ii) The adoption of OoCs as possible testing systems in drug screening campaigns depends on the achievement of a satisfactory experimental throughput. A platform capable of subjecting multiple independent 3D constructs to cyclical mechanical stimulation was engineered and functionally validated. Appropriately designed valves positioned between the different culture chambers allowed to inject multiple compartments with a single operation while assuring their independence during the culture period. As a proof of concept, the device was adopted to apply cyclical strain to cardiomyocytes and fibroblasts co-cultures recapitulating some traits of cardiac fibrosis. The device was then modified to make it suitable for the study of OA, shifting its mechanical stimulation from the stretching to the compression of hosted tissues.
iii) Cartilage and bone are examples of tissues with a hierarchical organization. During OA the whole OCU is affected leading to altered tissues mechanical properties.
A direct assessment of the mechanical, compositional and morphological alterations characterizing the different OCU tissues of OA patients was performed focusing on a dimensional scale relevant for developing future complex OA models based on the OoC technology.
Specifically, indentation type atomic force microscopy (IT-AFM) was adopted to study OCU tissues mechanical properties at a sub-micrometre scale and differentiating between hyaline cartilage zones, and calcified cartilage and subchondral layers. The technique was then translated to the determination of the mechanical properties of cartilaginous microconstructs.
iv) While the whole OCU is affected by OA, most in vitro models are limited to the study of cartilage. Modelling physiologically relevant mechanical stimulation in other OCU layers remains a challenge.
To fill this gap, a new OoC platform enabling the provision of well-defined and discrete levels of mechanical compression to directly interfaced superimposed 3D microconstructs was designed. Specifically, a new microfluidic concept (namely Vertical Capillary burst Valve, VBV) was introduced, consenting the vertical superimposition of two 3D cell-laden hydrogels and the spatially precise modulation of the strain field experienced by the two tissues. The device was validated demonstrating that different layers of cartilaginous constructs can be subjected to various levels of compression resulting in distinct mechanotransduction signalling. The platform was then exploited to demonstrate that local perturbations in the composition of acellular subchondral layers resulted in modulations of the loading response of cartilage-like constructs.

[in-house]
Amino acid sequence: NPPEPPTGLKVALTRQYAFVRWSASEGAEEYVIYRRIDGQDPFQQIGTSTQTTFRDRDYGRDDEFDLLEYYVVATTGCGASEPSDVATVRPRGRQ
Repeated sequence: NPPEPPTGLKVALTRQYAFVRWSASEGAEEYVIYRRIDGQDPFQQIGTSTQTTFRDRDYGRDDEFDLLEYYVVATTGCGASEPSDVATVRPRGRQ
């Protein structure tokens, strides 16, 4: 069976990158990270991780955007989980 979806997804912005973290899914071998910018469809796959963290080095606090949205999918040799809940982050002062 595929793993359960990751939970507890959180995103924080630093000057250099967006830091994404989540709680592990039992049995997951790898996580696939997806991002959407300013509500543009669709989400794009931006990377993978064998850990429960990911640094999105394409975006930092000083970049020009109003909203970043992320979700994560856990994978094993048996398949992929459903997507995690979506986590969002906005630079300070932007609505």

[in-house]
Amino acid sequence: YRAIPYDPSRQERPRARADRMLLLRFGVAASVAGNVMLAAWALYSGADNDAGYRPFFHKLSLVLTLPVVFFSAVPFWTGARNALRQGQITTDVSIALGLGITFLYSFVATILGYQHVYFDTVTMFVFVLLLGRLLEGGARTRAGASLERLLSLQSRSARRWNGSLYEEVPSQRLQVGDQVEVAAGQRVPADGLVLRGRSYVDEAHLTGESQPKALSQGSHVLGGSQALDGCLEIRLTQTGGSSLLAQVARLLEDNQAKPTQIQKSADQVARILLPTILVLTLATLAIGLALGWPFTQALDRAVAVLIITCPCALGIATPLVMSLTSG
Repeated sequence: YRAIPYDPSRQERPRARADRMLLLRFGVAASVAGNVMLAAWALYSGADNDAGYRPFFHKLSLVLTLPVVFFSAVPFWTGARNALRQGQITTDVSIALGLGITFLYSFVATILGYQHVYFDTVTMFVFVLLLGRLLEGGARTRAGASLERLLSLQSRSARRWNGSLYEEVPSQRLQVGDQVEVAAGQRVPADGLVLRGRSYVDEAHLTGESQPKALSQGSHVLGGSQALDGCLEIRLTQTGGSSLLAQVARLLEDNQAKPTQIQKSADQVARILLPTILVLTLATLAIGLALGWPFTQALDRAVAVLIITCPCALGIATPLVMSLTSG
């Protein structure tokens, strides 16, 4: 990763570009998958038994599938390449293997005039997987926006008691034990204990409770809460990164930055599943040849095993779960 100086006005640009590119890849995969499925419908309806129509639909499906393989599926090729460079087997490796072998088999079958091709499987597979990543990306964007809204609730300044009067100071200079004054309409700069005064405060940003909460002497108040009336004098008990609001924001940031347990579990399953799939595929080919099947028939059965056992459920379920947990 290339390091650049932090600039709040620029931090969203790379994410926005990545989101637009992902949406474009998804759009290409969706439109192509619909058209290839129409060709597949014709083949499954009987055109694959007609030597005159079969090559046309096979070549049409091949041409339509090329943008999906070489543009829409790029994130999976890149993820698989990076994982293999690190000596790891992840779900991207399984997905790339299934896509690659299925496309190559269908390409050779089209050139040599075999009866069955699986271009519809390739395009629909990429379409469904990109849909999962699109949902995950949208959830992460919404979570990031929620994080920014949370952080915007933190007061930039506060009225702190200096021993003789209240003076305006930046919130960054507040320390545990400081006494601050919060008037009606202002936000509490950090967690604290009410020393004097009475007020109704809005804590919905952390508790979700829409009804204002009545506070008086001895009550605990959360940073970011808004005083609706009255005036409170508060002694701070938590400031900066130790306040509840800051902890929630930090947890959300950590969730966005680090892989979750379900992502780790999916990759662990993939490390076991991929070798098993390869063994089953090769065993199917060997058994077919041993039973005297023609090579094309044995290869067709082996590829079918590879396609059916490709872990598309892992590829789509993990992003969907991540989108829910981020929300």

v) Finally, the culture conditions to obtain cellular microconstructs recapitulating multiple OCU layers were investigated. Specifically, primary human articular chondrocytes (hACs) and mesenchymal stromal cells (MSCs) were differentiated, respectively, in hyaline cartilage and calcified cartilage. A biphasic microconstruct integrating the two tissues was then achieved through a specifically designed OoC platform allowing a direct interface between two adjacent cell-laden hydrogels. The model was further integrated with a vascular compartment, used to preliminary assess how endothelial cells influence MSCs differentiation. Finally, providing spatially discrete mechanical compression to the obtained biphasic constructs, a preliminary evaluation of the effect of loading was performed.
References
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Advisors:Martin, Ivan
Committee Members:Barbero , Andrea and Rasponi, Marco and Kelly , Daniel and Alini, Mauro
Faculties and Departments:03 Faculty of Medicine
UniBasel Contributors:Martin, Ivan and Barbero, Andrea
Item Type:Thesis
Thesis Subtype:Doctoral Thesis
Thesis no:14699
Thesis status:Complete
Number of Pages:XII, 198
Language:English
Identification Number:
  • urn: urn:nbn:ch:bel-bau-diss146991
edoc DOI:
Last Modified:18 May 2022 04:30
Deposited On:17 May 2022 10:23